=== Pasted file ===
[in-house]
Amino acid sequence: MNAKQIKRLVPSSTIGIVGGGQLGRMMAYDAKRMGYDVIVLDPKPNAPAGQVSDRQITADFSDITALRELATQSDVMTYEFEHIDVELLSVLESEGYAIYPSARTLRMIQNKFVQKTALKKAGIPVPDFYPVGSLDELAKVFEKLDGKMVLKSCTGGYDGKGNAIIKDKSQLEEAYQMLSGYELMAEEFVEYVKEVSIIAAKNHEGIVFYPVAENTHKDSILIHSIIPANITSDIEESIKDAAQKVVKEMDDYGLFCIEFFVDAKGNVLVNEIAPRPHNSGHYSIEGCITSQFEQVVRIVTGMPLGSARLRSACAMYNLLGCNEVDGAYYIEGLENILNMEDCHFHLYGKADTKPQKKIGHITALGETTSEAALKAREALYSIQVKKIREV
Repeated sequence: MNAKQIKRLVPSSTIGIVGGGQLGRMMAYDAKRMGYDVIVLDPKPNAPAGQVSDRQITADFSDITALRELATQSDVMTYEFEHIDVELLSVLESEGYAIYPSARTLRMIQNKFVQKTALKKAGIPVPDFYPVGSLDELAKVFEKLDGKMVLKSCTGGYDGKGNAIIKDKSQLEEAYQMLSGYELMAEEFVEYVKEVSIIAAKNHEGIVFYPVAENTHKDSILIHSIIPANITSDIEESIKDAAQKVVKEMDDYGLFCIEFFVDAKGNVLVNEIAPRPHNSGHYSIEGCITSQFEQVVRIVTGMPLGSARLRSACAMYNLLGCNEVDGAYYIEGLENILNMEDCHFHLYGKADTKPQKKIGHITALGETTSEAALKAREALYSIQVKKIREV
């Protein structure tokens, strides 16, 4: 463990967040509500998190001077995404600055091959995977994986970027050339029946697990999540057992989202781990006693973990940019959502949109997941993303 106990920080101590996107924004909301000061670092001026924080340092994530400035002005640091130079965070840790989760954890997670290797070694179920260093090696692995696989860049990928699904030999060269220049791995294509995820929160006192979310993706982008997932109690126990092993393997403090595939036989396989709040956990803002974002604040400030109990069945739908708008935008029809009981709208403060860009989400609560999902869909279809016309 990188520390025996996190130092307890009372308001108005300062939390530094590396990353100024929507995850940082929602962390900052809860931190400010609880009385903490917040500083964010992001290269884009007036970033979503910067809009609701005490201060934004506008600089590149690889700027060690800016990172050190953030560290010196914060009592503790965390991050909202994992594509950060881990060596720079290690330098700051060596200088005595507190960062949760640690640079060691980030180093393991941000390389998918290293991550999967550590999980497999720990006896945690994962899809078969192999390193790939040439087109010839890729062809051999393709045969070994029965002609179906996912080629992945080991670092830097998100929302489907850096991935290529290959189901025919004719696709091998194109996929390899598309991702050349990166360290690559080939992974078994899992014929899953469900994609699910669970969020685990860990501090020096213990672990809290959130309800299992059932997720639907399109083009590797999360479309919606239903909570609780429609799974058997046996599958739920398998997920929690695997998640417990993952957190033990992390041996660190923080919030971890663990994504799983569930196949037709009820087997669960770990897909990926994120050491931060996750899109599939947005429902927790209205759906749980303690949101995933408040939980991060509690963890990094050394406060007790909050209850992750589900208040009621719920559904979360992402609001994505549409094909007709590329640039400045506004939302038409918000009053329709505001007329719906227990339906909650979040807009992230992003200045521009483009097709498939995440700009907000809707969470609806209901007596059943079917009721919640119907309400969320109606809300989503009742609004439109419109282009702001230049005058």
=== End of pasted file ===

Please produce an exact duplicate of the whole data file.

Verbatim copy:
[in-house]
Amino acid sequence: MNAKQIKRLVPSSTIGIVGGGQLGRMMAYDAKRMGYDVIVLDPKPNAPAGQVSDRQITADFSDITALRELATQSDVMTYEFEHIDVELLSVLESEGYAIYPSARTLRMIQNKFVQKTALKKAGIPVPDFYPVGSLDELAKVFEKLDGKMVLKSCTGGYDGKGNAIIKDKSQLEEAYQMLSGYELMAEEFVEYVKEVSIIAAKNHEGIVFYPVAENTHKDSILIHSIIPANITSDIEESIKDAAQKVVKEMDDYGLFCIEFFVDAKGNVLVNEIAPRPHNSGHYSIEGCITSQFEQVVRIVTGMPLGSARLRSACAMYNLLGCNEVDGAYYIEGLENILNMEDCHFHLYGKADTKPQKKIGHITALGETTSEAALKAREALYSIQVKKIREV
Repeated sequence: MNAKQIKRLVPSSTIGIVGGGQLGRMMAYDAKRMGYDVIVLDPKPNAPAGQVSDRQITADFSDITALRELATQSDVMTYEFEHIDVELLSVLESEGYAIYPSARTLRMIQNKFVQKTALKKAGIPVPDFYPVGSLDELAKVFEKLDGKMVLKSCTGGYDGKGNAIIKDKSQLEEAYQMLSGYELMAEEFVEYVKEVSIIAAKNHEGIVFYPVAENTHKDSILIHSIIPANITSDIEESIKDAAQKVVKEMDDYGLFCIEFFVDAKGNVLVNEIAPRPHNSGHYSIEGCITSQFEQVVRIVTGMPLGSARLRSACAMYNLLGCNEVDGAYYIEGLENILNMEDCHFHLYGKADTKPQKKIGHITALGETTSEAALKAREALYSIQVKKIREV
């Protein structure tokens, strides 16, 4: 463990967040509500998190001077995404600055091959995977994986970027050339029946697990999540057992989202781990006693973990940019959502949109997941993303 106990920080101590996107924004909301000061670092001026924080340092994530400035002005640091130079965070840790989760954890997670290797070694179920260093090696692995696989860049990928699904030999060269220049791995294509995820929160006192979310993706982008997932109690126990092993393997403090595939036989396989709040956990803002974002604040400030109990069945739908708008935008029809009981709208403060860009989400609560999902869909279809016309 990188520390025996996190130092307890009372308001108005300062939390530094590396990353100024929507995850940082929602962390900052809860931190400010609880009385903490917040500083964010992001290269884009007036970033979503910067809009609701005490201060934004506008600089590149690889700027060690800016990172050190953030560290010196914060009592503790965390991050909202994992594509950060881990060596720079290690330098700051060596200088005595507190960062949760640690640079060691980030180093393991941000390389998918290293991550999967550590999980497999720990006896945690994962899809078969192999390193790939040439087109010839890729062809051999393709045969070994029965002609179906996912080629992945080991670092830097998100929302489907850096991935290529290959189901025919004719696709091998194109996929390899598309991702050349990166360290690559080939992974078994899992014929899953469900994609699910669970969020685990860990501090020096213990672990809290959130309800299992059932997720639907399109083009590797999360479309919606239903909570609780429609799974058997046996599958739920398998997920929690695997998640417990993952957190033990992390041996660190923080919030971890663990994504799983569930196949037709009820087997669960770990897909990926994120050491931060996750899109599939947005429902927790209205759906749980303690949101995933408040939980991060509690963890990094050394406060007790909050209850992750589900208040009621719920559904979360992402609001994505549409094909007709590329640039400045506004939302038409918000009053329709505001007329719906227990339906909650979040807009992230992003200045521009483009097709498939995440700009907000809707969470609806209901007596059943079917009721919640119907309400969320109606809300989503009742609004439109419109282009702001230049005058």